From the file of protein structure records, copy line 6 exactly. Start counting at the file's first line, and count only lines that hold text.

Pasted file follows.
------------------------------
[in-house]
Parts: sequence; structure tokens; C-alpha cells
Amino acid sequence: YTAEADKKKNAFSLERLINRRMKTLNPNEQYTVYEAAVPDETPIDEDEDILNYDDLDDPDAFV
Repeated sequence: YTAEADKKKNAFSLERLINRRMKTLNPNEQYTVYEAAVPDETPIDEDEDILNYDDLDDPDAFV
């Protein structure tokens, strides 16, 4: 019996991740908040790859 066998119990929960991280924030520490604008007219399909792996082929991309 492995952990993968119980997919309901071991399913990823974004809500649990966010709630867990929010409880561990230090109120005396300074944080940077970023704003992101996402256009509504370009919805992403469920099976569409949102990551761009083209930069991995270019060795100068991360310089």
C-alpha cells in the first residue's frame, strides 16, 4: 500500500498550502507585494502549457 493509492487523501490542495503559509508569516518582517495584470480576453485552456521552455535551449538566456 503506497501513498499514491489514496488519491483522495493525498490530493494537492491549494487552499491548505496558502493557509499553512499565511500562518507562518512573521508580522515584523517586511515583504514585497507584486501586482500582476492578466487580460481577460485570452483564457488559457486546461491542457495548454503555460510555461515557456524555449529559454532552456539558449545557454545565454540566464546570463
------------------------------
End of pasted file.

C-alpha cells in the first residue's frame, strides 16, 4: 500500500498550502507585494502549457 493509492487523501490542495503559509508569516518582517495584470480576453485552456521552455535551449538566456 503506497501513498499514491489514496488519491483522495493525498490530493494537492491549494487552499491548505496558502493557509499553512499565511500562518507562518512573521508580522515584523517586511515583504514585497507584486501586482500582476492578466487580460481577460485570452483564457488559457486546461491542457495548454503555460510555461515557456524555449529559454532552456539558449545557454545565454540566464546570463